Capital W Executive Team 2017

Who has been a major influencer in your life, and how have they influenced you? The people who have influenced me the most throughout my life have been my friends and family. They’ve always encouraged me to challenge myself, pursue my own goals and learn as much as I can by embracing new opportunities.

What prompted you to join Capital W? The dynamics of gender equality and the role of women in business are constantly evolving. It is increasingly important that support is provided to emerging businesswomen so that they can be transformed from being motivated, intelligent students to leaders in industry. Capital W engages women in meaningful Henrietta Chui conversation and a network of support, Marketing Co-Director focussing on the strengths and talents of Second Year women. After signing up for many societies Commerce Co-op during O week, I found that Capital W’s mission fits the needs of females studying business perfectly.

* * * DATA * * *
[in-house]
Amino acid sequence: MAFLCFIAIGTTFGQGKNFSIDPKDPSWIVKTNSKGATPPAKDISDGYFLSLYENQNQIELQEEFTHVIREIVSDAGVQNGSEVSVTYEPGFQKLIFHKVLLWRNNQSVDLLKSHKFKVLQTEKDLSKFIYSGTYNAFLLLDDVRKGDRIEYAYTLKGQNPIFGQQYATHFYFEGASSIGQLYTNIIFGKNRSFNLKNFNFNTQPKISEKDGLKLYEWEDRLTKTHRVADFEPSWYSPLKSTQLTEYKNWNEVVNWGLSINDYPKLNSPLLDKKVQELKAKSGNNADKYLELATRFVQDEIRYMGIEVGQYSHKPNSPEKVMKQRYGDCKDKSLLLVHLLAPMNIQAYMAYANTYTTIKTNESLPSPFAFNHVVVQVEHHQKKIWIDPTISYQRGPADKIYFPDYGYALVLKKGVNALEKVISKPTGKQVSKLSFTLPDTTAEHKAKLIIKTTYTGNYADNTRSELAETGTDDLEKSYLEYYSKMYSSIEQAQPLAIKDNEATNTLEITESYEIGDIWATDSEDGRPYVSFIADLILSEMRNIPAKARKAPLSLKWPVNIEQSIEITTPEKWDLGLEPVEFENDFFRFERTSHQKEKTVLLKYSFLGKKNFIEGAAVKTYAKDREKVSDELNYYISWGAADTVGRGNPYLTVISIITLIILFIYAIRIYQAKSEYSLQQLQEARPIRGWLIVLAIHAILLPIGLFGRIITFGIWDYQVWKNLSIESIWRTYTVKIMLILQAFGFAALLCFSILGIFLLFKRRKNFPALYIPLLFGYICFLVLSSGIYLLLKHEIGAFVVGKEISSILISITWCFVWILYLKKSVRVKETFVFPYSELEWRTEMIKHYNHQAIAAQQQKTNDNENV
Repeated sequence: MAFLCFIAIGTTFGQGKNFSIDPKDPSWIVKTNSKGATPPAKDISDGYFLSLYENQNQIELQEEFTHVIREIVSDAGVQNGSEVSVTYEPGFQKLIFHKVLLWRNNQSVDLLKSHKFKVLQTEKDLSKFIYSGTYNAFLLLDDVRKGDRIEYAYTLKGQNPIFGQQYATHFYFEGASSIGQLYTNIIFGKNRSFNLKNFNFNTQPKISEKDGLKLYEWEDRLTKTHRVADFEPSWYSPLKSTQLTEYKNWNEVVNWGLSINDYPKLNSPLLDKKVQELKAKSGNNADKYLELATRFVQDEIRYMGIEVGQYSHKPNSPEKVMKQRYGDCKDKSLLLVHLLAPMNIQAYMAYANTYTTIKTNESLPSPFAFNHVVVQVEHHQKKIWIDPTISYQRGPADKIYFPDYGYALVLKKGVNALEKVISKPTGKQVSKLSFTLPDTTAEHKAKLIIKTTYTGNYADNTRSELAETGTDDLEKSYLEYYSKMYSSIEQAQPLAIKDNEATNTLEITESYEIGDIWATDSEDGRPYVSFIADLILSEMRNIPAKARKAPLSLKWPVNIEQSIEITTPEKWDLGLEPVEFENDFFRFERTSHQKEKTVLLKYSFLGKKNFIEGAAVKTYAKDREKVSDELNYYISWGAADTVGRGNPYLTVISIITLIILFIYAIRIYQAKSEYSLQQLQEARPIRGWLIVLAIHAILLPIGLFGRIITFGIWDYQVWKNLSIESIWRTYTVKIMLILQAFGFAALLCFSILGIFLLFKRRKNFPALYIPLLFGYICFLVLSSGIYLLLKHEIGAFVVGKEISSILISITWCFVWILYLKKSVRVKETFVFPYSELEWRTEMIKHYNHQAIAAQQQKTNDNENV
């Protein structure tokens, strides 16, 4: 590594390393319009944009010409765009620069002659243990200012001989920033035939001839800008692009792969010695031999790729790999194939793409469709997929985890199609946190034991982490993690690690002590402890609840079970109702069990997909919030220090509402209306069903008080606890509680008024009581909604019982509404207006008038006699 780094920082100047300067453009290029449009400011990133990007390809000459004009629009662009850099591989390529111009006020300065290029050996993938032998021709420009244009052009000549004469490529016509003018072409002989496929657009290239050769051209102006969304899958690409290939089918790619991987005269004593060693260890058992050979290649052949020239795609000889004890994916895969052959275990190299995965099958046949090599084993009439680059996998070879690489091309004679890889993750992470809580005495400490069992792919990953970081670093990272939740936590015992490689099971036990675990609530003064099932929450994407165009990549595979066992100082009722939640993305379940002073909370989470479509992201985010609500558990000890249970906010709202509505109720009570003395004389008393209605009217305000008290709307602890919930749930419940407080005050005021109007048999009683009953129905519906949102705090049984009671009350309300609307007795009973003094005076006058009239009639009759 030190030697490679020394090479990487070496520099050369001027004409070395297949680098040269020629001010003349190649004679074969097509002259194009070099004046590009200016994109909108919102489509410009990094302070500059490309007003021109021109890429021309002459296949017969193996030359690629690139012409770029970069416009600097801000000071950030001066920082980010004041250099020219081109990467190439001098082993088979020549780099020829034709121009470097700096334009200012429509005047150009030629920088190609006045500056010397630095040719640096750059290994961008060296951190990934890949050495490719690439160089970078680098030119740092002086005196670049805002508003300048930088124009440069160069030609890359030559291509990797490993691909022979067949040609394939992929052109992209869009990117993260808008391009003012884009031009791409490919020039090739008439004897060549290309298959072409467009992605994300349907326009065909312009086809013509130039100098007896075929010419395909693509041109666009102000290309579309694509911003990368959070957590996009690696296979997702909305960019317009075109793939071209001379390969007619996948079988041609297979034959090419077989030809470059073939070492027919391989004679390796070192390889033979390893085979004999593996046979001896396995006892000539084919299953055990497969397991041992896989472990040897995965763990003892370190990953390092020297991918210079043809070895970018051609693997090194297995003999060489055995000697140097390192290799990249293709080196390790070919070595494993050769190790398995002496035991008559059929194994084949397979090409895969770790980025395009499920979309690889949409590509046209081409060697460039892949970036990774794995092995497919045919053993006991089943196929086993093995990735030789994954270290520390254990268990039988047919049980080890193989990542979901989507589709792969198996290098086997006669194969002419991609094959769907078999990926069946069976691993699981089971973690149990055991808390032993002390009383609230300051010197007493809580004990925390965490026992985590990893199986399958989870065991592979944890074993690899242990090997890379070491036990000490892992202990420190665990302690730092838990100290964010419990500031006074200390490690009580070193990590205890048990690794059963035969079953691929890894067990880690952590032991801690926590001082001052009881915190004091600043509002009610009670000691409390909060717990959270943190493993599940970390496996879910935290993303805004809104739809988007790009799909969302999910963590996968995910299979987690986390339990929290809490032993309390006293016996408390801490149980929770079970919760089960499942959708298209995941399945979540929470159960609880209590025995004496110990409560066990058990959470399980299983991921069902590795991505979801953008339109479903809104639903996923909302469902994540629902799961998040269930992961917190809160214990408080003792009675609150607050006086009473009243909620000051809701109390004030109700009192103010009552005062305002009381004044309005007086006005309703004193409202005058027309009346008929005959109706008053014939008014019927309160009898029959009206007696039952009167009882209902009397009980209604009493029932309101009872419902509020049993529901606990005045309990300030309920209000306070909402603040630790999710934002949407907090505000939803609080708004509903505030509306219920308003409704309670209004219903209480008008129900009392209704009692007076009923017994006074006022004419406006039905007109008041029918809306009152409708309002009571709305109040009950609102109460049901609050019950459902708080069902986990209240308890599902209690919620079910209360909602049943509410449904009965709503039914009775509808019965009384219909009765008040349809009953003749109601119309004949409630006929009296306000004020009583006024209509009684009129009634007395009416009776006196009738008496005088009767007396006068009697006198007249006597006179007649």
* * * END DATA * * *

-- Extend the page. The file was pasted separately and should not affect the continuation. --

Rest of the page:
What are your hobbies? In my spare time I enjoy volunteering with various organisations. In the past, I have volunteered as part of The Salvation Army as a youth ambassador dedicated towards social injustice as well as with Destiny Rescue where I had the chance to fly to Thailand and Cambodia to broaden my perspective on sexual trafficking and abuse. Whilst it is important to maintain your university workload, remember there is a wider scope than to study and work. Keep yourself entertained with something you're passionate to achieve.